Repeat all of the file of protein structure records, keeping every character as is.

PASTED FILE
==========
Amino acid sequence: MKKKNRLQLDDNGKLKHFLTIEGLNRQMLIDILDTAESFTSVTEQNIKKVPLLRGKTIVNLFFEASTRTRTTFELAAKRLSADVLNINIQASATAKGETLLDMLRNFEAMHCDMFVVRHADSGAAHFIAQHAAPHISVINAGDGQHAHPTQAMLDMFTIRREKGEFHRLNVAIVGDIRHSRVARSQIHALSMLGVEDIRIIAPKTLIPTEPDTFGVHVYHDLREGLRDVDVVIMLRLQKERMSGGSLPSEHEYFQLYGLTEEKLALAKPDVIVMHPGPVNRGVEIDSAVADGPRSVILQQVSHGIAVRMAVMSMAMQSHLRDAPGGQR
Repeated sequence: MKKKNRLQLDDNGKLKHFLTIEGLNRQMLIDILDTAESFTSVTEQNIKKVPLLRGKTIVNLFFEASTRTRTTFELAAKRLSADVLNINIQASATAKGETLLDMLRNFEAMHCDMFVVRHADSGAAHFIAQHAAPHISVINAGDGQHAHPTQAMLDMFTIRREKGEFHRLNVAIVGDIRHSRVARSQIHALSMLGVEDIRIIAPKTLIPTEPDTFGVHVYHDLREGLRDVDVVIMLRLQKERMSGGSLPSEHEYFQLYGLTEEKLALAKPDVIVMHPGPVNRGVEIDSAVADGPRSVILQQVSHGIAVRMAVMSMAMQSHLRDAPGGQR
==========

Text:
Amino acid sequence: MKKKNRLQLDDNGKLKHFLTIEGLNRQMLIDILDTAESFTSVTEQNIKKVPLLRGKTIVNLFFEASTRTRTTFELAAKRLSADVLNINIQASATAKGETLLDMLRNFEAMHCDMFVVRHADSGAAHFIAQHAAPHISVINAGDGQHAHPTQAMLDMFTIRREKGEFHRLNVAIVGDIRHSRVARSQIHALSMLGVEDIRIIAPKTLIPTEPDTFGVHVYHDLREGLRDVDVVIMLRLQKERMSGGSLPSEHEYFQLYGLTEEKLALAKPDVIVMHPGPVNRGVEIDSAVADGPRSVILQQVSHGIAVRMAVMSMAMQSHLRDAPGGQR
Repeated sequence: MKKKNRLQLDDNGKLKHFLTIEGLNRQMLIDILDTAESFTSVTEQNIKKVPLLRGKTIVNLFFEASTRTRTTFELAAKRLSADVLNINIQASATAKGETLLDMLRNFEAMHCDMFVVRHADSGAAHFIAQHAAPHISVINAGDGQHAHPTQAMLDMFTIRREKGEFHRLNVAIVGDIRHSRVARSQIHALSMLGVEDIRIIAPKTLIPTEPDTFGVHVYHDLREGLRDVDVVIMLRLQKERMSGGSLPSEHEYFQLYGLTEEKLALAKPDVIVMHPGPVNRGVEIDSAVADGPRSVILQQVSHGIAVRMAVMSMAMQSHLRDAPGGQR